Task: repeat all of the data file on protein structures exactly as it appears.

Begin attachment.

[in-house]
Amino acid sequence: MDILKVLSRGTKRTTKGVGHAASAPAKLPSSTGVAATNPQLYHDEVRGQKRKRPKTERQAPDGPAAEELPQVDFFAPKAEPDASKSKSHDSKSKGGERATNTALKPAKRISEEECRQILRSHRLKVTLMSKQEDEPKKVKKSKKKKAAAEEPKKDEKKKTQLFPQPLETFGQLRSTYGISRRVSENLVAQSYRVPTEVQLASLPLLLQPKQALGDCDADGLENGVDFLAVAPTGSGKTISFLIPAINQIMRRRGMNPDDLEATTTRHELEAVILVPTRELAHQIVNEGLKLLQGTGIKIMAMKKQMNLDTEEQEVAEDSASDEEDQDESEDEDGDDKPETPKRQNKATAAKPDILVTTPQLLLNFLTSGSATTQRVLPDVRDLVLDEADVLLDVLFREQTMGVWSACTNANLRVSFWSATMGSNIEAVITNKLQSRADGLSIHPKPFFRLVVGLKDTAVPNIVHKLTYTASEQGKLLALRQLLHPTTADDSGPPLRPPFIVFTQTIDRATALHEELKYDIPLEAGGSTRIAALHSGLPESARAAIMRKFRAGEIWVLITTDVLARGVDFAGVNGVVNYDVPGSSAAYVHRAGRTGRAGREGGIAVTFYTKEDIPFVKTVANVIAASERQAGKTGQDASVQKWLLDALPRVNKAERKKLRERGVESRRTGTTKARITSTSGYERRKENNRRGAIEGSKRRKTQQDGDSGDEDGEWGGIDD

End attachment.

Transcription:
[in-house]
Amino acid sequence: MDILKVLSRGTKRTTKGVGHAASAPAKLPSSTGVAATNPQLYHDEVRGQKRKRPKTERQAPDGPAAEELPQVDFFAPKAEPDASKSKSHDSKSKGGERATNTALKPAKRISEEECRQILRSHRLKVTLMSKQEDEPKKVKKSKKKKAAAEEPKKDEKKKTQLFPQPLETFGQLRSTYGISRRVSENLVAQSYRVPTEVQLASLPLLLQPKQALGDCDADGLENGVDFLAVAPTGSGKTISFLIPAINQIMRRRGMNPDDLEATTTRHELEAVILVPTRELAHQIVNEGLKLLQGTGIKIMAMKKQMNLDTEEQEVAEDSASDEEDQDESEDEDGDDKPETPKRQNKATAAKPDILVTTPQLLLNFLTSGSATTQRVLPDVRDLVLDEADVLLDVLFREQTMGVWSACTNANLRVSFWSATMGSNIEAVITNKLQSRADGLSIHPKPFFRLVVGLKDTAVPNIVHKLTYTASEQGKLLALRQLLHPTTADDSGPPLRPPFIVFTQTIDRATALHEELKYDIPLEAGGSTRIAALHSGLPESARAAIMRKFRAGEIWVLITTDVLARGVDFAGVNGVVNYDVPGSSAAYVHRAGRTGRAGREGGIAVTFYTKEDIPFVKTVANVIAASERQAGKTGQDASVQKWLLDALPRVNKAERKKLRERGVESRRTGTTKARITSTSGYERRKENNRRGAIEGSKRRKTQQDGDSGDEDGEWGGIDD